Hoarding is not just something someone decides to do as a hobby. It is a serious matter. Originally thought to be a branch of OCD since 2013 hoarding has been classified as its own mental disorder. IN the Diagnostic and Statistical Manual of Disorders (DSM-V) defined hoarders as a person who, “excessively save items that others may view as worthless. They have persistent difficulty getting rid of or parting with possessions, leading to clutter that disrupts their ability to use their living or work spaces,” and says it occurs in about 4% of the population.

Hoarding can be a complicated disorder to understand. To the family, all these items may just appear to be junk, and they might ask themselves why someone would choose to live this way. Or why is there is so much clutter or trash? The hoarding may be harming your relationship with the said person and you wonder why someone in your family would choose these objects that are seemingly meaningless over the rest of the family. The answer is they aren’t. To the person who is hoarding, these items mean everything to. In some cases, the hoarder understands that the clutter and accumulation of items are putting strains on their relationship but cannot make the mental connection that it is a problem caused by hoarding.

As a family member, you have to understand that it is not a choice by the symptoms of a disease and is not a simple matter. It is important to understand what hoarding is and how it begins before you begin trying to tackle it. Each case is special, each person unique, and each case of hoarding is defined by the circumstances that foster it.

To understand why your family member is hoarding, you have to unravel the situation. When did the hoarding begin? Was there a traumatic event in the person’s life? Have they been hoarding since they were young? Was their mother, father, or close relative a hoarder as they grew up? All of these are risk factors that can lead to hoarding.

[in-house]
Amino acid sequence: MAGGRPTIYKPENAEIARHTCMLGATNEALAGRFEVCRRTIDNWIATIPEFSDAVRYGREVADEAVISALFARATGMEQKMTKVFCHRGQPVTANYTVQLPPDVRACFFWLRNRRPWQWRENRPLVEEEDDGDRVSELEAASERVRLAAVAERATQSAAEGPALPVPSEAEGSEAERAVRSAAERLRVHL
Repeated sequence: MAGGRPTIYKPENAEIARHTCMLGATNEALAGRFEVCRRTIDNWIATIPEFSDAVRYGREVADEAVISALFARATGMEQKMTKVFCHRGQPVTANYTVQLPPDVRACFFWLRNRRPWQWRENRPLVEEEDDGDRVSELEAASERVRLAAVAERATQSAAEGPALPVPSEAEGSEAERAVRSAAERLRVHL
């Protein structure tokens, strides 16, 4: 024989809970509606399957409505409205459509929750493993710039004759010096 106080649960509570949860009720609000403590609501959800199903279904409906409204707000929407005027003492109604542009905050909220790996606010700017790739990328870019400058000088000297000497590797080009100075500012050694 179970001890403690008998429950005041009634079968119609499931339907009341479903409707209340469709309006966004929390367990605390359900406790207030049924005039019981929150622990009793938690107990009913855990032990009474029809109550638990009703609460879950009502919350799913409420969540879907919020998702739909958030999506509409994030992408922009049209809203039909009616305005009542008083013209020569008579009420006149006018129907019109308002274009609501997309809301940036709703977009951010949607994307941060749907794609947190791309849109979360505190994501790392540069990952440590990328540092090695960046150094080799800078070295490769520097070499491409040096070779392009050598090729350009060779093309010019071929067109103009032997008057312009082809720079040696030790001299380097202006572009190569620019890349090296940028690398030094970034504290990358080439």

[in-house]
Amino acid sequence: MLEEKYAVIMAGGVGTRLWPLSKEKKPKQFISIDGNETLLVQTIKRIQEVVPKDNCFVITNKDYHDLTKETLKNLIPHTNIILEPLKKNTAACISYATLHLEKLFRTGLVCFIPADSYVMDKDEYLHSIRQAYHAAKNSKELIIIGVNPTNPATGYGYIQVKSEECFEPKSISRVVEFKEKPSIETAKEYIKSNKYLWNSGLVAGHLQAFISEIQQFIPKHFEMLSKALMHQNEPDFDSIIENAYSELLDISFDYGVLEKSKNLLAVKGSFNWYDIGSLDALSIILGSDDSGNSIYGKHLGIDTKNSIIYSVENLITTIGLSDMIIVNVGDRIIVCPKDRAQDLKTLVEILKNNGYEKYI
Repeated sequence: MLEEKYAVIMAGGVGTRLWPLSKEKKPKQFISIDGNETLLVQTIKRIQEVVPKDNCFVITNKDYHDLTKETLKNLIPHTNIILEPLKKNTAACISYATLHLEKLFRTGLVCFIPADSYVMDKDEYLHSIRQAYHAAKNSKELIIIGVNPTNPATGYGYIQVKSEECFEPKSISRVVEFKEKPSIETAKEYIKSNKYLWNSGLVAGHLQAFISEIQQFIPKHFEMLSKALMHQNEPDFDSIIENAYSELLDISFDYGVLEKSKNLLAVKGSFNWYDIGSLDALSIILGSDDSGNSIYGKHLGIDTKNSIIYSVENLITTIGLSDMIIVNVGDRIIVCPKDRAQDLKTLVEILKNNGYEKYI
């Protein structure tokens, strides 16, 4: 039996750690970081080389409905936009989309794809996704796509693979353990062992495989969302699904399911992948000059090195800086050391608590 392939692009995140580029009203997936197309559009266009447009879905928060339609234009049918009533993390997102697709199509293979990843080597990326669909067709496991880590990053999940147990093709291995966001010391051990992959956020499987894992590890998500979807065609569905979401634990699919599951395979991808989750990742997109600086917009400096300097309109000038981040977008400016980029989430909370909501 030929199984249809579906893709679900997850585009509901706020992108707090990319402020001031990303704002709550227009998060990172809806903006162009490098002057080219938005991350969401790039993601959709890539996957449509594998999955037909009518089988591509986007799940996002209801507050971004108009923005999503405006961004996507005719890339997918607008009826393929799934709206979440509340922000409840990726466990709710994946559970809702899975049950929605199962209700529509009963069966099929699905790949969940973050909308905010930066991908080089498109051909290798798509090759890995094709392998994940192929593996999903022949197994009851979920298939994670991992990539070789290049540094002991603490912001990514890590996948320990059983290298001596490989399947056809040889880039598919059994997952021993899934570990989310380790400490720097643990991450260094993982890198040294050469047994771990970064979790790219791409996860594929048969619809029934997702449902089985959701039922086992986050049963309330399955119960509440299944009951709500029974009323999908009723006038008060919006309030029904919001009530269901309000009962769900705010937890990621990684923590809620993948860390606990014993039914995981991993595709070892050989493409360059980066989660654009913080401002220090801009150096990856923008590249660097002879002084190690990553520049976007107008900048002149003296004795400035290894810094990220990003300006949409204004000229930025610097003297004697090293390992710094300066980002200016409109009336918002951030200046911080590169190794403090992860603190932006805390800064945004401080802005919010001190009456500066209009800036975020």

There is no cause and effect relationship for hoarding. There are many ways one may become a hoarder. Often, hoarding signs begin to appear in early adolescence and it can stay dormant until middle aged. A traumatic life event may occur that causes one to begin to fill the emotional void with items, and in other cases, people hoard due to social isolation and view the items they hoard as their social interaction. Sometimes it is a fear of being poor and hoarding gives them the feeling of security since they have so much, even if it has no real monetary value.

Compulsive hoarding can be caused by many of the factors talked about above, and is often in combination with those, a defense mechanism. Hoarders understand that they have all of the items, but do not see that there is a problem with the accumulation of items. When addressing your family member about the situation always remain calm, approach them in a manner of understanding, not resentment or anger. Using care and sensitivity is the proper way to start a conversation about their hoarding.

Hoarding is a mental disorder and is a problem because it affects the quality of life of the hoarder and their family. Now that you have a better understanding of what hoarding is and why your family member hoards it is important to seek help as soon as possible. There are many resources that are specifically made to help a hoarder. Visit Spaulding Decon online to learn more about hoarding and how you can get help.

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